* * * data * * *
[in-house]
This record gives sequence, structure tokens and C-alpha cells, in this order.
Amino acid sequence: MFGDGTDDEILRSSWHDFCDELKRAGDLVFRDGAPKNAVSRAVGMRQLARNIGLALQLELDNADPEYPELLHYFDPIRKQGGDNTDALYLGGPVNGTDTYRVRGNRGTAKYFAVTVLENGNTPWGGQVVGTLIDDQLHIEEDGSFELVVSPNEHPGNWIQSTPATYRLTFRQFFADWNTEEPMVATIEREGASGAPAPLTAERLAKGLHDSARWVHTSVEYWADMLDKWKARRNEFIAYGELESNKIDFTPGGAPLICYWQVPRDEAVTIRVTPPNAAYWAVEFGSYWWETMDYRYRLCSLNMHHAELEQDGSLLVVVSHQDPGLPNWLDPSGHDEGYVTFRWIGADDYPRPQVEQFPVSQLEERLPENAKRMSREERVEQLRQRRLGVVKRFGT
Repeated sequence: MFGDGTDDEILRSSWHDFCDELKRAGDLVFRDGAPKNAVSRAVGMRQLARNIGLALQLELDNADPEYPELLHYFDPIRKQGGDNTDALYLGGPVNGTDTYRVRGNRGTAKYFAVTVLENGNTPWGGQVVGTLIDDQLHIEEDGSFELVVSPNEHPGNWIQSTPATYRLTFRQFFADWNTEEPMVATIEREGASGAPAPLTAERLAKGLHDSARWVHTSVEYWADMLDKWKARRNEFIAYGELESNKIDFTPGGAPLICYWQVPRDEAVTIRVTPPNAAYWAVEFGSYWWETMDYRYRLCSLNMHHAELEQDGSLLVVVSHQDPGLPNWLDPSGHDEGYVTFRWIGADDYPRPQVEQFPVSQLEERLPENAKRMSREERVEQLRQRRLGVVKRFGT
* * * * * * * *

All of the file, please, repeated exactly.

[in-house]
This record gives sequence, structure tokens and C-alpha cells, in this order.
Amino acid sequence: MFGDGTDDEILRSSWHDFCDELKRAGDLVFRDGAPKNAVSRAVGMRQLARNIGLALQLELDNADPEYPELLHYFDPIRKQGGDNTDALYLGGPVNGTDTYRVRGNRGTAKYFAVTVLENGNTPWGGQVVGTLIDDQLHIEEDGSFELVVSPNEHPGNWIQSTPATYRLTFRQFFADWNTEEPMVATIEREGASGAPAPLTAERLAKGLHDSARWVHTSVEYWADMLDKWKARRNEFIAYGELESNKIDFTPGGAPLICYWQVPRDEAVTIRVTPPNAAYWAVEFGSYWWETMDYRYRLCSLNMHHAELEQDGSLLVVVSHQDPGLPNWLDPSGHDEGYVTFRWIGADDYPRPQVEQFPVSQLEERLPENAKRMSREERVEQLRQRRLGVVKRFGT
Repeated sequence: MFGDGTDDEILRSSWHDFCDELKRAGDLVFRDGAPKNAVSRAVGMRQLARNIGLALQLELDNADPEYPELLHYFDPIRKQGGDNTDALYLGGPVNGTDTYRVRGNRGTAKYFAVTVLENGNTPWGGQVVGTLIDDQLHIEEDGSFELVVSPNEHPGNWIQSTPATYRLTFRQFFADWNTEEPMVATIEREGASGAPAPLTAERLAKGLHDSARWVHTSVEYWADMLDKWKARRNEFIAYGELESNKIDFTPGGAPLICYWQVPRDEAVTIRVTPPNAAYWAVEFGSYWWETMDYRYRLCSLNMHHAELEQDGSLLVVVSHQDPGLPNWLDPSGHDEGYVTFRWIGADDYPRPQVEQFPVSQLEERLPENAKRMSREERVEQLRQRRLGVVKRFGT